Combating Opioid Abuse Through New Formulations and Policy


March 1, 2018


March 31, 2020


Kimberly E. Ng, PharmD, BCPS
Assistant Professor
St. John's University
College of Pharmacy and Health Sciences
Department of Clinical Health Professions
Queens, New York

Josh Rickard, PharmD, BCPS, CDE
Assistant Professor
St. John's University
College of Pharmacy and Health Sciences
Department of Clinical Health Professions
Queens, New York


Drs. Ng and Rickard have no actual or potential conflicts of interest in relation to this activity.

Postgraduate Healthcare Education, LLC does not view the existence of relationships as an implication of bias or that the value of the material is decreased. The content of the activity was planned to be balanced, objective, and scientifically rigorous. Occasionally, authors may express opinions that represent their own viewpoint. Conclusions drawn by participants should be derived from objective analysis of scientific data.


acpePostgraduate Healthcare Education, LLC is accredited by the Accreditation Council for Pharmacy Education as a provider of continuing pharmacy education.
UAN: 0430-0000-18-007-H01-P
Credits: 2.0 hours (0.20 ceu)
Type of Activity: Knowledge


This accredited activity is targeted to pharmacists. Estimated time to complete this activity is 120 minutes.

Exam processing and other inquiries to:
CE Customer Service: (800) 825-4696 or


Participants have an implied responsibility to use the newly acquired information to enhance patient outcomes and their own professional development. The information presented in this activity is not meant to serve as a guideline for patient management. Any procedures, medications, or other courses of diagnosis or treatment discussed or suggested in this activity should not be used by clinicians without evaluation of their patients' conditions and possible contraindications or dangers in use, review of any applicable manufacturer's product information, and comparison with recommendations of other authorities.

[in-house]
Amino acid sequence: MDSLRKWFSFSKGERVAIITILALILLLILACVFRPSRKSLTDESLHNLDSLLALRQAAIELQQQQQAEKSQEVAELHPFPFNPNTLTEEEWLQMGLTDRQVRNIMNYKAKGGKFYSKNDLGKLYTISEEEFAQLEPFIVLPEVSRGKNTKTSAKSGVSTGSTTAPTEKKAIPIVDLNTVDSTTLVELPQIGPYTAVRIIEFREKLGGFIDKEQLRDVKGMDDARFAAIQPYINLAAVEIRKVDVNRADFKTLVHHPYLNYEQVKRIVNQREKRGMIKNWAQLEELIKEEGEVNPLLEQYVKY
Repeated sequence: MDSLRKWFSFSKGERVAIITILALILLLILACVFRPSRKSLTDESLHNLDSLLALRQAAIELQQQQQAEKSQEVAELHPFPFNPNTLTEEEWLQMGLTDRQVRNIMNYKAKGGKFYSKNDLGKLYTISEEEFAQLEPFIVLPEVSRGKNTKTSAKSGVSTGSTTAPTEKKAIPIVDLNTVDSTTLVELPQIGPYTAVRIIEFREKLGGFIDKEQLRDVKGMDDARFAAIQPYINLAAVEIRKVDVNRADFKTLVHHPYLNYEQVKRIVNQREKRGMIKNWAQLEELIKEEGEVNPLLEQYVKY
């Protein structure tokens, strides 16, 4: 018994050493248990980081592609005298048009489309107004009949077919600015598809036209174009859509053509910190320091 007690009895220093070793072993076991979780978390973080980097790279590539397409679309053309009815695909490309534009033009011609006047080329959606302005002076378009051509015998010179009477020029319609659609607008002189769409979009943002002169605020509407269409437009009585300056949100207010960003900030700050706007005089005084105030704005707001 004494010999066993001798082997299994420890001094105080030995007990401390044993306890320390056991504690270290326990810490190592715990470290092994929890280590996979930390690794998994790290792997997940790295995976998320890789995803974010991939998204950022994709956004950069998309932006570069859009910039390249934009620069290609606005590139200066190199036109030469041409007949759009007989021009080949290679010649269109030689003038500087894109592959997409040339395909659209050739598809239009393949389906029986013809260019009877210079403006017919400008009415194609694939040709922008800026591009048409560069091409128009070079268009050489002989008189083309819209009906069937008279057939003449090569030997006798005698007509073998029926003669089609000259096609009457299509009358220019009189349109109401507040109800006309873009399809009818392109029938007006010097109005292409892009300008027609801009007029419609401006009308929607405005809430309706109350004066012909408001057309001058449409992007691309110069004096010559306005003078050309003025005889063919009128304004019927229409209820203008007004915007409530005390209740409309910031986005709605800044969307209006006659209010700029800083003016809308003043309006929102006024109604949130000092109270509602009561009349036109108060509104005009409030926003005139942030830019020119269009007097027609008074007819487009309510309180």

To educate pharmacists on the history of opioid and abuse-deterrent formulation development, newly approved abuse-deterrent formulations, and current strategies aimed to combat the opioid epidemic.


After completing this activity, the participant should be able to:

  1. Compare and contrast current abuse-deterrent FDA-approved opioids.
  2. Describe new alternative abuse-deterrent opioids.
  3. Summarize the strengths and weaknesses of current prescription drug monitoring programs.
  4. Understand naloxone's role in the opioid epidemic.
  5. Identify the role of the pharmacist in combating the opioid epidemic.

ABSTRACT: Opioid-related overdose deaths have quadrupled since 1999. To combat this epidemic, pharmaceutical companies are developing various reformulations of commonly used opioid pain medications with abuse-deterring properties. The increase in opioid-overdose deaths has also led to widespread use of prescription drug monitoring programs to identify overprescribing, diversion, and dispensing of naloxone to reverse opioid overdoses without a prescription in pharmacies, thereby outlining a crucial role for the pharmacist in this epidemic.

According to the CDC, since 1999, overdose deaths related to opioids have quadrupled, with a reported 91 Americans dying each day from an opioid overdose.1

When first introduced to the market, opioids were primarily used for acute pain and cancer-related pain management. Through the 1990s, studies indicated poor treatment of chronic noncancer pain, resulting in an increased use of opioids for that purpose. Over the last 20 years, there has been a significant increase in the approval of various opioid formulations, starting with the first formulation, morphine sulfate (MS Contin), approved in 1987, for 12-hour dosing instead of 4 to 6 hours. Shortly thereafter, the first opioid available as a patch, the fentanyl transdermal system, was approved in August 1990.